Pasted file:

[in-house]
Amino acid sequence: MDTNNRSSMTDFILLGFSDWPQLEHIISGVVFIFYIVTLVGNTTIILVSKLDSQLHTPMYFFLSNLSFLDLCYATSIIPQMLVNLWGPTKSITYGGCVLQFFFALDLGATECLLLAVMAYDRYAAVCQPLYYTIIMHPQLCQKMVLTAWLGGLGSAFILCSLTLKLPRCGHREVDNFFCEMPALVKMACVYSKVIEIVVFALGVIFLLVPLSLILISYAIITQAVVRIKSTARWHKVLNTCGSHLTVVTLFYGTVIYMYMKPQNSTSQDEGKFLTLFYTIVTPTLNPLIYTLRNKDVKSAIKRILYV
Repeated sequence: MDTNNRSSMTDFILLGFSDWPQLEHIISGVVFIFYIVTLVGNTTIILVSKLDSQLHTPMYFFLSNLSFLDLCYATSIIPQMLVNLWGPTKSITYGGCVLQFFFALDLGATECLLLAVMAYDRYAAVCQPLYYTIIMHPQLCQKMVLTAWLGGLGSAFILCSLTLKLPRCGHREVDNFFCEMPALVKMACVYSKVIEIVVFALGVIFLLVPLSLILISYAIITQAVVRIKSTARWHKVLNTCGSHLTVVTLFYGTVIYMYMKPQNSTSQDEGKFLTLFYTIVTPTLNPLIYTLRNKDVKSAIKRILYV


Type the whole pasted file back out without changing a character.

[in-house]
Amino acid sequence: MDTNNRSSMTDFILLGFSDWPQLEHIISGVVFIFYIVTLVGNTTIILVSKLDSQLHTPMYFFLSNLSFLDLCYATSIIPQMLVNLWGPTKSITYGGCVLQFFFALDLGATECLLLAVMAYDRYAAVCQPLYYTIIMHPQLCQKMVLTAWLGGLGSAFILCSLTLKLPRCGHREVDNFFCEMPALVKMACVYSKVIEIVVFALGVIFLLVPLSLILISYAIITQAVVRIKSTARWHKVLNTCGSHLTVVTLFYGTVIYMYMKPQNSTSQDEGKFLTLFYTIVTPTLNPLIYTLRNKDVKSAIKRILYV
Repeated sequence: MDTNNRSSMTDFILLGFSDWPQLEHIISGVVFIFYIVTLVGNTTIILVSKLDSQLHTPMYFFLSNLSFLDLCYATSIIPQMLVNLWGPTKSITYGGCVLQFFFALDLGATECLLLAVMAYDRYAAVCQPLYYTIIMHPQLCQKMVLTAWLGGLGSAFILCSLTLKLPRCGHREVDNFFCEMPALVKMACVYSKVIEIVVFALGVIFLLVPLSLILISYAIITQAVVRIKSTARWHKVLNTCGSHLTVVTLFYGTVIYMYMKPQNSTSQDEGKFLTLFYTIVTPTLNPLIYTLRNKDVKSAIKRILYV